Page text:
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Retirement And The Recession: Savings Destroyed For One Out Of Four Older Workers, Says AARP Survey

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WASHINGTON -- Workers older than 50 are gloomy about retirement after getting beat up by the Great Recession, according to a survey released Tuesday by AARP's Public Policy Institute.

During the course of the economic downturn that started in December 2007 and technically ended in June 2009, one in four older workers burned through all of his or her retirement savings, the survey found.

More than half of older workers weren't confident they'd have enough money to live comfortably in retirement, and nearly half said they expected a "less economically secure" retirement than their parents had.

"Many older Americans have been buffeted by skyrocketing health care costs, dwindling home values, shrinking pension and investment portfolios, and employment struggles," AARP executive John Rother said in a statement. "Even if you have a job, this survey demonstrates that you are not immune to the negative effects of the recession."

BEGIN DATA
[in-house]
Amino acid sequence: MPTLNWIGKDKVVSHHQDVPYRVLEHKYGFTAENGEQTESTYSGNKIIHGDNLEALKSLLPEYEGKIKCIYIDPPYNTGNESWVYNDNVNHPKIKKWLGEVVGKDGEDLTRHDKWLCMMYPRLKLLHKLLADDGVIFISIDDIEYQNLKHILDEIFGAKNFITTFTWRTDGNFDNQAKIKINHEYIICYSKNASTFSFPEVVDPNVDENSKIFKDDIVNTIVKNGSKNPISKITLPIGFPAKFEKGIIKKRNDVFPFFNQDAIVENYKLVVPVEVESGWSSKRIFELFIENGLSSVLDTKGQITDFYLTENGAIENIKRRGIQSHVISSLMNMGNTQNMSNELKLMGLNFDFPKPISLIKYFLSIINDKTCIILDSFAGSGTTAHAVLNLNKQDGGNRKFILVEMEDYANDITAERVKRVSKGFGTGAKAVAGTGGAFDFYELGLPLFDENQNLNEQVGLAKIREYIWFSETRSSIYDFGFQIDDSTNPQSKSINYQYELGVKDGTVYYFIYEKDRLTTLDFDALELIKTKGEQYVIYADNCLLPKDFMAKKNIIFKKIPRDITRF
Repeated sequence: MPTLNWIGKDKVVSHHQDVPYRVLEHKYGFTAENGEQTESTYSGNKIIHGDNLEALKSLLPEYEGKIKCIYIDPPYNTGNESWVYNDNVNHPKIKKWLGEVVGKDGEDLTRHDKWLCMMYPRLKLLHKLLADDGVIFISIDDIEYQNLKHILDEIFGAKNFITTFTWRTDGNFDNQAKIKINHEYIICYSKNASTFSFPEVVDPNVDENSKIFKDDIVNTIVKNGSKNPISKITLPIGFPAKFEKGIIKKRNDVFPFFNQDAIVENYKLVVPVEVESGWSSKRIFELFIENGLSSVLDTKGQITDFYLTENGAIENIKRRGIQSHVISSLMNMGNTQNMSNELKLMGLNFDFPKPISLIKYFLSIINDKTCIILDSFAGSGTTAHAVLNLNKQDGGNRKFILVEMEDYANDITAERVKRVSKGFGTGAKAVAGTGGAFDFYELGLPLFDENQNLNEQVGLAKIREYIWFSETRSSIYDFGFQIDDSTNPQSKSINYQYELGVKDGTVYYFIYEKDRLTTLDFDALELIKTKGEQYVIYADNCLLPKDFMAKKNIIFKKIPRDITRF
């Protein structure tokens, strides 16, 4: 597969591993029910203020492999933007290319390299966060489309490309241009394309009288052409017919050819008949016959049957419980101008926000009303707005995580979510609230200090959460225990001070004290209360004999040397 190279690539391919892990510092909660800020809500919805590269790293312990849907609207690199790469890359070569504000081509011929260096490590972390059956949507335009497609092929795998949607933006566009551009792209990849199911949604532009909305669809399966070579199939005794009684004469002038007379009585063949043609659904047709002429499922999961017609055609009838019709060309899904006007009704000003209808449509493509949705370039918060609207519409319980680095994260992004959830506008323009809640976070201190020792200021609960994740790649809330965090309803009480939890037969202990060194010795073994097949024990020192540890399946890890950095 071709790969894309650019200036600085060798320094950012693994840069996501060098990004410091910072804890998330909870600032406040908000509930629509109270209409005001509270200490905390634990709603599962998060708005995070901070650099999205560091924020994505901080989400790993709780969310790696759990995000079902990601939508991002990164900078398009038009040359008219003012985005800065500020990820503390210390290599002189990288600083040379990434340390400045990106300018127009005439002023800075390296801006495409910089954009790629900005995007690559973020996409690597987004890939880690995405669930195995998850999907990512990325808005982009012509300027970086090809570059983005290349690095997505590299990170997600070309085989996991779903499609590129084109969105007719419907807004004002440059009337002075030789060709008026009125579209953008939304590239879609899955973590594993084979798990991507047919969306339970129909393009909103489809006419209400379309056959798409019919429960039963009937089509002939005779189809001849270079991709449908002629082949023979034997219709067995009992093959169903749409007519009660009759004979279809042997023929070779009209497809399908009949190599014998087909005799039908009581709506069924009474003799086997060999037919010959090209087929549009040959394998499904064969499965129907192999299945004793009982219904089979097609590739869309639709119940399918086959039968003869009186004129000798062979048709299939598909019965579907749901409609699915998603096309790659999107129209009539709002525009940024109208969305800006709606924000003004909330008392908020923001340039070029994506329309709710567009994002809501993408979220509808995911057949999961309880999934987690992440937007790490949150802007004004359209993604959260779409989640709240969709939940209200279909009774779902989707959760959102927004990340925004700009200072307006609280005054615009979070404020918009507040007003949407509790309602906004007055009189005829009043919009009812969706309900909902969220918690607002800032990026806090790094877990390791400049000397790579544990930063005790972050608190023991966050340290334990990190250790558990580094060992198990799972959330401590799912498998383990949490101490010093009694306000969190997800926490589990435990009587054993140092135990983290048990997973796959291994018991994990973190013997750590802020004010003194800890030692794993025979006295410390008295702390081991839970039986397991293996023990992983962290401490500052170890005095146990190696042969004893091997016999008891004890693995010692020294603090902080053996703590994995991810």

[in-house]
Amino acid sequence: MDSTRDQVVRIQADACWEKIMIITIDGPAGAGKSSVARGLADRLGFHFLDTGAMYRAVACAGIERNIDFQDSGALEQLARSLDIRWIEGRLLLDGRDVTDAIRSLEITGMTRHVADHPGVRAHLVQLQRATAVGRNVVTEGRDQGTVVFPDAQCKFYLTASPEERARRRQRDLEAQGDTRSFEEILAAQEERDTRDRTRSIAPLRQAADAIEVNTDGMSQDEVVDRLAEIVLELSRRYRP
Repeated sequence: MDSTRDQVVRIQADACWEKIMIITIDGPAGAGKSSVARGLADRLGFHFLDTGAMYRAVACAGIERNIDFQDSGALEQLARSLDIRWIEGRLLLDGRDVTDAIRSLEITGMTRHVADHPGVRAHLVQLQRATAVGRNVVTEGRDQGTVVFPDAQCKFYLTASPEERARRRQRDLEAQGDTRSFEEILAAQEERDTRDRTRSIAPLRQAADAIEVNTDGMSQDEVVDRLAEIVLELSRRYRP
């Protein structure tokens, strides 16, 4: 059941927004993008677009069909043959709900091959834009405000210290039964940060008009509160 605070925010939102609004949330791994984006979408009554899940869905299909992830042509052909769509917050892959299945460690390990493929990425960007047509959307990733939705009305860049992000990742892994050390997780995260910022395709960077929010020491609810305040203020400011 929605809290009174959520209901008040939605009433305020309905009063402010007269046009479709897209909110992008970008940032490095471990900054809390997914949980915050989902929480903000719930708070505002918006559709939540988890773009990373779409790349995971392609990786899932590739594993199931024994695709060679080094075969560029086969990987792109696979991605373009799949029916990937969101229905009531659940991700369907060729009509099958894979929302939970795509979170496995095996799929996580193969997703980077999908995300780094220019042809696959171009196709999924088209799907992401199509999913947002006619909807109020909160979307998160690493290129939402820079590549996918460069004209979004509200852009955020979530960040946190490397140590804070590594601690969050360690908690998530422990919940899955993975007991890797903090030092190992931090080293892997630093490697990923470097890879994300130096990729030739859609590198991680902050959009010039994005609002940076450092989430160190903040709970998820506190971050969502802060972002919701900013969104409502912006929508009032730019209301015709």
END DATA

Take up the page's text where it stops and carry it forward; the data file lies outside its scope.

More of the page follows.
Even though the unemployment rate for older workers is much lower than for their younger counterparts, 12.4 percent of the 50-plus cohort told AARP they lost their health insurance, 49.5 percent said they delayed medical or dental care because of financial troubles and 13.5 percent said they started to collect Social Security retirement benefits earlier than they'd previously planned.

Take, for example, the case of a 63-year-old tutor, who said she'd been laid off in June 2010 by a private teaching company. The woman, who lives in southern California, asked for anonymity because she feared revealing her name would be "deadly, deadly" for her job search.

The former tutor told HuffPost she opted for early Social Security retirement benefits in January after a fruitless six-month job hunt. Since she opted for benefits before her full retirement age -- which would have been at 66 years old -- she received only 80 percent of her full benefit, which she said amounts to $857 a month. It covers rent, she said, but doesn't leave much for food.

"I eat a lot of apples, bananas, rice, and pasta," the woman said, adding that she tends a garden with tomatoes, cucumbers and cantaloupes.

Laid off older workers have a tougher time than most age groups finding new work. The average jobless spell for workers 55 and up lasts longer than a year, and older workers who lose long-held jobs are much less likely to find new work than younger workers.

Click HERE to download a PDF copy of AARP's survey.

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